Friday, May 21, 2010

Everybody was a baby once: a Poetry Friday book review

Today, a quick review of Everybody was a baby once: and other poems by Allan Ahlberg and Bruce Ingman. My review copy was sent to me by the kind folks at Candlewick Press, who published it earlier this year.

Do not let the title fool you. This is not a collection of poems about babies; it is instead a collection of poems perfect for the preschool and elementary school set.

I am extremely fond of the poem that forms the Introduction to this collection, which precedes even the title pages:

I hear its whirring engine
Glimpse its dipping wing
Against the sun-filled cloudless sky
Of early evening

A little flying poem
That circles down to land
On the runway in my head
And the page beneath my hand.
This collection of rhyming poems in various forms contains mostly short poems – some as short as a couplet, some taking a handful of short stanzas. The illustrations help the text along, and in at least one case ("The Summer Snowmen"), a wordless two-page spread cleverly stands in for the last word of the poem.

Here's an inside spread, featuring a poem about people who are "Dangerous to Know":

Fans of soccer (or, if you live outside the U.S., of football) will enjoy the multiple references to soccer games, including "Soccer Sonnet", "Cinderella", "Elephants vs. Insects" and "The Ping-Pong Song".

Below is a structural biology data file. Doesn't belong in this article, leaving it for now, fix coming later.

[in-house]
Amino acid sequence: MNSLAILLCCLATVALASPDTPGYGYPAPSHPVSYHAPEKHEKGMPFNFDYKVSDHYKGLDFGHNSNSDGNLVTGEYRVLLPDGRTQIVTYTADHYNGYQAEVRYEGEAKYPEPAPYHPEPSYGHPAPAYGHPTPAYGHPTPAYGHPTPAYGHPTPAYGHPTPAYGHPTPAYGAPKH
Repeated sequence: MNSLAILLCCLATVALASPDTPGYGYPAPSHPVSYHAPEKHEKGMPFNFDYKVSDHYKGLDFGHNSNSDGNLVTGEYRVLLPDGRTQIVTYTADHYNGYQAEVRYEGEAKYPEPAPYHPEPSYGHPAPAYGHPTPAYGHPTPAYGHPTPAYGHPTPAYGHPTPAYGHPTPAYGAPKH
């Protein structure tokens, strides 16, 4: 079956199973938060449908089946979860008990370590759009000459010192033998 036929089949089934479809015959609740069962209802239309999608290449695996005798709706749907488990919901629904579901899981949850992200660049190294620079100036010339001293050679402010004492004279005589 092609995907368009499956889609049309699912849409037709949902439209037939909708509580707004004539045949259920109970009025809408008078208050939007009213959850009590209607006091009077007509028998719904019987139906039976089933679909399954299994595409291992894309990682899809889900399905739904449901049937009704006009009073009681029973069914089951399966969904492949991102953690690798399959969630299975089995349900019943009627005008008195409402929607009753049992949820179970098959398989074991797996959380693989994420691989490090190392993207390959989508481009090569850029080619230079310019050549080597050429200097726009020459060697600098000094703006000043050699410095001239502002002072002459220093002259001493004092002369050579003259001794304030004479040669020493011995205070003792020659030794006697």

I enjoyed the playfulness of the rhymes in this collection, which is roughly bookended by "Monday is Washday" and "Friday is Fishday", both of which follow the same playful structure and end with a rather loud chorus of "___DAY IS ___DAY IN OUR TOWN!"

While the back of the book indicates that the book is for "the very young" and says it's good for "ages 2 and up", I tend to think that some of the poems might not make sense to the younger toddlers in the room based on situations and some rather sophisticated wordplay. It's a reason NOT to read the book to the younger kids, who will, I'm certain, enjoy hearing them nevertheless, but I see this as for the preschool to early elementary set, if I'm being honest. (And really, you wouldn't want me lying about that, would you?)

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